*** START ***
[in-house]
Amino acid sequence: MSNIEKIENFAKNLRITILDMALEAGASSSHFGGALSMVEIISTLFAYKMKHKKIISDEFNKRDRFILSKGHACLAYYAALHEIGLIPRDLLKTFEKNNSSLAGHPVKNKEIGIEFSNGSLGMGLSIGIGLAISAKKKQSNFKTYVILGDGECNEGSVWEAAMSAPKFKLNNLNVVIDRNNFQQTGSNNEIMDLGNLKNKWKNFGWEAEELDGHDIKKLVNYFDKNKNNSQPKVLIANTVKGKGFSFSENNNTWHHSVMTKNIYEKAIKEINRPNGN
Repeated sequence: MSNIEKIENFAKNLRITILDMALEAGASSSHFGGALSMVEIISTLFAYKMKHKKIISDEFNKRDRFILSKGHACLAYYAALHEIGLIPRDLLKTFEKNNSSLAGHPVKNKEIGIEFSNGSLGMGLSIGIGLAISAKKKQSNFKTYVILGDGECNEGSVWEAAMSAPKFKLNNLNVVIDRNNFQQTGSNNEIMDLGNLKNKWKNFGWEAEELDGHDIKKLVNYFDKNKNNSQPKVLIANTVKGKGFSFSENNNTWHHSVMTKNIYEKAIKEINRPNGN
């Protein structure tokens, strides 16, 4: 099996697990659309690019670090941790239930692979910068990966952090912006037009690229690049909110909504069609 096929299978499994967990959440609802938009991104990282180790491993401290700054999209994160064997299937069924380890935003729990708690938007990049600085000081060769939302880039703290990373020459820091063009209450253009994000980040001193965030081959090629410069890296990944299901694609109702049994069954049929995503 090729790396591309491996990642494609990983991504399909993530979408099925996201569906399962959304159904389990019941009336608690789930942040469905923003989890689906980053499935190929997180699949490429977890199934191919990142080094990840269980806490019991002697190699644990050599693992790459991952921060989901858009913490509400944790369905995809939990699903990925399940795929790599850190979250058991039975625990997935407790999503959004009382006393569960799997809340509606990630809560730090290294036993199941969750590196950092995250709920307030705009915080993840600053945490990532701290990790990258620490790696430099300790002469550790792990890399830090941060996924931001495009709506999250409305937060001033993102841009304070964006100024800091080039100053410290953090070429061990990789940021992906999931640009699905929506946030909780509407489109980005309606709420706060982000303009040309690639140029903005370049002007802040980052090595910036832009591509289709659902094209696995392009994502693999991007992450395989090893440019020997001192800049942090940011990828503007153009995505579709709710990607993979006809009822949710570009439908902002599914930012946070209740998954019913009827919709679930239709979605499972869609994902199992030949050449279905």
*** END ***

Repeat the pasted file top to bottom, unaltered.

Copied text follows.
[in-house]
Amino acid sequence: MSNIEKIENFAKNLRITILDMALEAGASSSHFGGALSMVEIISTLFAYKMKHKKIISDEFNKRDRFILSKGHACLAYYAALHEIGLIPRDLLKTFEKNNSSLAGHPVKNKEIGIEFSNGSLGMGLSIGIGLAISAKKKQSNFKTYVILGDGECNEGSVWEAAMSAPKFKLNNLNVVIDRNNFQQTGSNNEIMDLGNLKNKWKNFGWEAEELDGHDIKKLVNYFDKNKNNSQPKVLIANTVKGKGFSFSENNNTWHHSVMTKNIYEKAIKEINRPNGN
Repeated sequence: MSNIEKIENFAKNLRITILDMALEAGASSSHFGGALSMVEIISTLFAYKMKHKKIISDEFNKRDRFILSKGHACLAYYAALHEIGLIPRDLLKTFEKNNSSLAGHPVKNKEIGIEFSNGSLGMGLSIGIGLAISAKKKQSNFKTYVILGDGECNEGSVWEAAMSAPKFKLNNLNVVIDRNNFQQTGSNNEIMDLGNLKNKWKNFGWEAEELDGHDIKKLVNYFDKNKNNSQPKVLIANTVKGKGFSFSENNNTWHHSVMTKNIYEKAIKEINRPNGN
């Protein structure tokens, strides 16, 4: 099996697990659309690019670090941790239930692979910068990966952090912006037009690229690049909110909504069609 096929299978499994967990959440609802938009991104990282180790491993401290700054999209994160064997299937069924380890935003729990708690938007990049600085000081060769939302880039703290990373020459820091063009209450253009994000980040001193965030081959090629410069890296990944299901694609109702049994069954049929995503 090729790396591309491996990642494609990983991504399909993530979408099925996201569906399962959304159904389990019941009336608690789930942040469905923003989890689906980053499935190929997180699949490429977890199934191919990142080094990840269980806490019991002697190699644990050599693992790459991952921060989901858009913490509400944790369905995809939990699903990925399940795929790599850190979250058991039975625990997935407790999503959004009382006393569960799997809340509606990630809560730090290294036993199941969750590196950092995250709920307030705009915080993840600053945490990532701290990790990258620490790696430099300790002469550790792990890399830090941060996924931001495009709506999250409305937060001033993102841009304070964006100024800091080039100053410290953090070429061990990789940021992906999931640009699905929506946030909780509407489109980005309606709420706060982000303009040309690639140029903005370049002007802040980052090595910036832009591509289709659902094209696995392009994502693999991007992450395989090893440019020997001192800049942090940011990828503007153009995505579709709710990607993979006809009822949710570009439908902002599914930012946070209740998954019913009827919709679930239709979605499972869609994902199992030949050449279905």